He heads of the Division Maastro Clinical Research, chairs the Dutch Platform for Radiotherapy of Lung Cancer, chairs the EORTC Lung Cancer Group/ Oligometastatic and new development group and was the former chair of DUPROTON (the Dutch organization for proton therapy research).
He is the coordinator of the biobank project at Maastro Clinic that was able to include about 10000 patients for radiogenomic studies.
He was or is the study coordinator of seven phase I trials, twenty-four phase II trials, seven phase III trials and one observational study, dealing with individualized radiation-dose escalation, combining targeted agents with radiotherapy, the development of new PET tracers, molecular pathways involved in radiation damage, individualized radiotherapy, proton therapy, meta-analyses, cost-effectiveness, radiomics, prophylactic cranial irradiation, immune therapy and predictive and prognostic molecular biomarkers.
In 2019, he received the biennial ESTRO Claudius Regaud Gold Medal.
Dr. De Ruysscher published over 450 peer-reviewed Wi-1 papers and chapters in several scientific books.
I will present the gains and the evolution in radiotherapy in relation to the expanding filed of systemic treatments.
Dirk de Ruysscher
Neo-adjuvant therapy in NSCLC
Dr. Chris Dickhoff, Amsterdam UMC, NL
IO therapy for Sulcus Superior Tumors
Dr. Idris Bahce, Amsterdam UMC, NL
I am a dedicated clinician and thoracic oncologist, currently engaged at Amsterdam UMC. At the 25th National Lung Cancer Symposium in Amsterdam, I will present on ‘IO Therapy for Sulcus Superior Tumors’, focusing on the practicalities and challenges in the field.
In my role as a researcher, I’ve had the opportunity to be part of several multimodality therapy studies, with a focus on immunotherapy. This work forms a part of my ongoing journey of learning and collaboration within the thoracic oncology group at Amsterdam UMC.
Immunotherapy (IO) represents a pivotal development in the treatment of superior sulcus tumors (SSTs), a unique subset of non-small cell lung cancer (NSCLC). Standard SST management involves concurrent chemoradiotherapy (CRT), followed by surgical resection in the absence of metastasis or progression post-CRT.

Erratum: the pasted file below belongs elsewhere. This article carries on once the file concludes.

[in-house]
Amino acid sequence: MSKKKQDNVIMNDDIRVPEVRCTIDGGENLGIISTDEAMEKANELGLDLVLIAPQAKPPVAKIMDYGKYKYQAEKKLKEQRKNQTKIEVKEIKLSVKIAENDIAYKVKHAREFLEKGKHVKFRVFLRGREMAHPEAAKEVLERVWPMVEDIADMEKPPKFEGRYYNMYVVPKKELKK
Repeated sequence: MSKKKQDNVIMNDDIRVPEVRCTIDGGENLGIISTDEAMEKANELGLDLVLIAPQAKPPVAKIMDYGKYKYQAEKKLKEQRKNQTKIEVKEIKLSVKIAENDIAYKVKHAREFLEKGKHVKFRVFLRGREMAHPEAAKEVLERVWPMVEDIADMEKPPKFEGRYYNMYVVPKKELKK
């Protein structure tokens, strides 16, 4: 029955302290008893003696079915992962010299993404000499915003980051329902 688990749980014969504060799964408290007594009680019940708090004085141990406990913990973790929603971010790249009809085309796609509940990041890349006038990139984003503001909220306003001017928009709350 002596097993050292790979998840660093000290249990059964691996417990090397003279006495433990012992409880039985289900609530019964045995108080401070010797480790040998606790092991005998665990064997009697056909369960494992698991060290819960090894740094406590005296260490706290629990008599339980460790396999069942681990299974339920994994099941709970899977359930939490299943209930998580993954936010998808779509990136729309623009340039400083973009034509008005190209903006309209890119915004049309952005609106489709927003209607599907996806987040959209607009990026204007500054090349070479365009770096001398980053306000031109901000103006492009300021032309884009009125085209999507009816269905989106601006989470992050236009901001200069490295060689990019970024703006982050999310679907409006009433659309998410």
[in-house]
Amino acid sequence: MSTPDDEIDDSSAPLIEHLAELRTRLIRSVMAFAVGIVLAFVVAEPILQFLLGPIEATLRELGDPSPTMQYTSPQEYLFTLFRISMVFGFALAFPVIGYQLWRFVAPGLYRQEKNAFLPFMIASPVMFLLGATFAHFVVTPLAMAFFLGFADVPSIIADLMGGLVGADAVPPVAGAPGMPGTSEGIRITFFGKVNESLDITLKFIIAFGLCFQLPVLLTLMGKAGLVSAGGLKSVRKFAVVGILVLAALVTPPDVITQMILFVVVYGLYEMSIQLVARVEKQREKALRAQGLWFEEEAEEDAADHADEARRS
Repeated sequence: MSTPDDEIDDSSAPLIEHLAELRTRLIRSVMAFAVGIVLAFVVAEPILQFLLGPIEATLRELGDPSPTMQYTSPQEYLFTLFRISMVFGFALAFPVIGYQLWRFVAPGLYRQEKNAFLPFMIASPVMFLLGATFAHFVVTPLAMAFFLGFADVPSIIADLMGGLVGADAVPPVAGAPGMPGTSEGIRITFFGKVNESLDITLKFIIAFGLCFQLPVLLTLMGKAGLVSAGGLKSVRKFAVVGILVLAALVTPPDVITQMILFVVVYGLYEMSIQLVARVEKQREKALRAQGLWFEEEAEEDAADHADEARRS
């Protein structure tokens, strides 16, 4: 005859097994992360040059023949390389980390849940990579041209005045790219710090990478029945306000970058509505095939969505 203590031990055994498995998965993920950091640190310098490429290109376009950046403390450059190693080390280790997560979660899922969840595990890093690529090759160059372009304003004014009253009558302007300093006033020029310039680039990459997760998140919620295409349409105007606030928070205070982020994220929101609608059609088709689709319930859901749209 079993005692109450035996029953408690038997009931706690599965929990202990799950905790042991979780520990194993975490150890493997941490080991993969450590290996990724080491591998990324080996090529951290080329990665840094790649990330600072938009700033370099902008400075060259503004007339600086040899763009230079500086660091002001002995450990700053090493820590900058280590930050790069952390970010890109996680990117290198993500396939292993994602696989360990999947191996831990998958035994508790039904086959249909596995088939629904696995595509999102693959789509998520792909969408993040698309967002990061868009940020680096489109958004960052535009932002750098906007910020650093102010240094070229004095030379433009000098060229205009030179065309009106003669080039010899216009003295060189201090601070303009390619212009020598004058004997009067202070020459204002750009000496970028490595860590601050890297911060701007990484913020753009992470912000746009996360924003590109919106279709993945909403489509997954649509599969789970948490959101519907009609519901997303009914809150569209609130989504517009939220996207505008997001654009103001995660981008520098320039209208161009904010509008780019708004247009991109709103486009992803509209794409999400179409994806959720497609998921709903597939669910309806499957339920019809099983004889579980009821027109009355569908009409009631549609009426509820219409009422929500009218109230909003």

The INCREASE study is a highly interesting exploration into adding dual immunotherapy to high-dose CRT in the neoadjuvant setting for locally advanced NSCLC. This trial demonstrated an approximate doubling of the pathologic complete response (pCR) as compared to historical pCR rates achieved with CRT alone. The combination of a PD-1 and a CTLA4 blocker significantly enhanced pCR rates, indicating improved treatment efficacy over traditional approaches.
These results align with other trials like NEOSTAR, emphasizing increased pathological responses when combining immunotherapy with chemotherapy in resectable NSCLC. While MPR and pCR are not direct survival endpoints, they are indicative of potential improvements in disease-free survival and overall survival. The study also highlighted that genomic features might affect the efficacy of the IPI-NIVO-CRT combination, as some patients with specific mutations had residual viable tumor cells after treatment.
While INCREASE’s findings may advocate for integrating dual immunotherapy into SST treatment, potentially boosting survival rates, the study also reported a higher incidence of treatment-related adverse effects, suggesting the need for careful patient selection and optimized therapy approaches. This study marks a significant step in refining IO strategies for SST, aiming to maximize efficacy while reducing toxicity, and underscores the importance of continued research in this area.